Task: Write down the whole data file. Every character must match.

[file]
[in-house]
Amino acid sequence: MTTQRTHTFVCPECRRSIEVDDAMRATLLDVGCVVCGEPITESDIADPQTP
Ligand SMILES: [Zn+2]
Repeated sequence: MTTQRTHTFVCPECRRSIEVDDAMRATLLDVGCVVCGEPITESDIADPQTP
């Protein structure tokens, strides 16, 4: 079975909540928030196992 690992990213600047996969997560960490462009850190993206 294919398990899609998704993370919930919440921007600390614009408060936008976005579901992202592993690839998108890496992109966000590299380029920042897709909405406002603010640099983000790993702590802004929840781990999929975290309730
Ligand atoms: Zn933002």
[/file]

[in-house]
Amino acid sequence: MTTQRTHTFVCPECRRSIEVDDAMRATLLDVGCVVCGEPITESDIADPQTP
Ligand SMILES: [Zn+2]
Repeated sequence: MTTQRTHTFVCPECRRSIEVDDAMRATLLDVGCVVCGEPITESDIADPQTP
């Protein structure tokens, strides 16, 4: 079975909540928030196992 690992990213600047996969997560960490462009850190993206 294919398990899609998704993370919930919440921007600390614009408060936008976005579901992202592993690839998108890496992109966000590299380029920042897709909405406002603010640099983000790993702590802004929840781990999929975290309730
Ligand atoms: Zn933002």